The reality is that they can't really be properly defined under the prescriptions of Western Conservative or Western Progressive as neither things have much relevance to ISIS.
With no cultural connotations to the idea of conservative, which is to conserve the current state, and progressive, which is to progress the current state, ISIS would technically fit correctly in the label of progressive.
>Of course, this happens in reverse in the west quite often when any Middle Eastern political party that includes the word "Islamic" in the name is automatically assumed to have similar politics to violent Islamic extremist groups.
Lol same. That's how I've passed my highschool history classes with literally no studying
I read ebooks because they're easy as fuck to pirate. Even when not on my tablet I keep them and my bookmarks in Calibre (desktop ebook library).
>does op think they're fucking progressive?
'Murican pro-cons dychotomy makes no sense when dealing with islamic terrorists.
Best habit I've found is stopping every fifty or so pages to take notes on everything you've just read and then continuing.
cant read for shit. i think i have ADD or something.
Yes, because to go back hundreds of years to the previous laws and practices isn't conservative at all. You're right, they're regressive - which is just a synonym for conservative anyways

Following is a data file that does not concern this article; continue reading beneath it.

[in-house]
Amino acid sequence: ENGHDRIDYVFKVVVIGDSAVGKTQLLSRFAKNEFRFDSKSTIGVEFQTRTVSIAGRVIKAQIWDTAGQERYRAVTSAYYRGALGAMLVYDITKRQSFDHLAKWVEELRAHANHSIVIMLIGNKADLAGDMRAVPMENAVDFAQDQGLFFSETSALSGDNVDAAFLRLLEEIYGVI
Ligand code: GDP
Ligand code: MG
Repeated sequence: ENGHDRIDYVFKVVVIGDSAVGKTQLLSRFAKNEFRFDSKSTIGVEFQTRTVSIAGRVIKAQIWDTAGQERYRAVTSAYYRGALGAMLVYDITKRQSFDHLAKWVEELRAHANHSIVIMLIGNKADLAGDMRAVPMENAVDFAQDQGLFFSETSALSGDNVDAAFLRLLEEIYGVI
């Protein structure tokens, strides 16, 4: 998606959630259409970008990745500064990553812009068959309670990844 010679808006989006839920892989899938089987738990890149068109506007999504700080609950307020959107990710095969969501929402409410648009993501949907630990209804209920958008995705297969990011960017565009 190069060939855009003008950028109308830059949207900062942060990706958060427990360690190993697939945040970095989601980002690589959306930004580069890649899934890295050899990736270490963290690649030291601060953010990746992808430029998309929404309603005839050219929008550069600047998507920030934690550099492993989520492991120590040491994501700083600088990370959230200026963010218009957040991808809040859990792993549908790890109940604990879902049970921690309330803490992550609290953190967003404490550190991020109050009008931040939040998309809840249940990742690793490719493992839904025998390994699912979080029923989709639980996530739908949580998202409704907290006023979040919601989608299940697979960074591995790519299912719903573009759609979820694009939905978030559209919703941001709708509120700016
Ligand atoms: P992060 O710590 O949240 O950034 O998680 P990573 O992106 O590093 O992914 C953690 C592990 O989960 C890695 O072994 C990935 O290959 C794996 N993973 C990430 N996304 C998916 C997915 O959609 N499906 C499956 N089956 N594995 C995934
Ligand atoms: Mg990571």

Because they more than likely do. If you look at the Ulema that own the madrassas throughout much of the world you will find their funding is based from saudi arabia and other wahhabist strongholds, they actively preach the destruction of secular and democratic rule and call for the institutions that support them to be undermined.
As a litmus test just ask any so called preacher about "What my right hand possesses and slavery" they will simply follow the wahhabist line for that or they might try to weasel out of the question.
>Yes, because to go back hundreds of years to the previous laws and practices isn't conservative at all.
By all definitions, it isn't. To go backwards to is to be Reactionary. As I said you could either view ISIS as reactionaries attempting to emulate more ancient orthodox interpretations of Islamic culture and law or you could argue that their orthodox interpretation is something different enough from ancient times to be seen as something new, therefore making them progressive.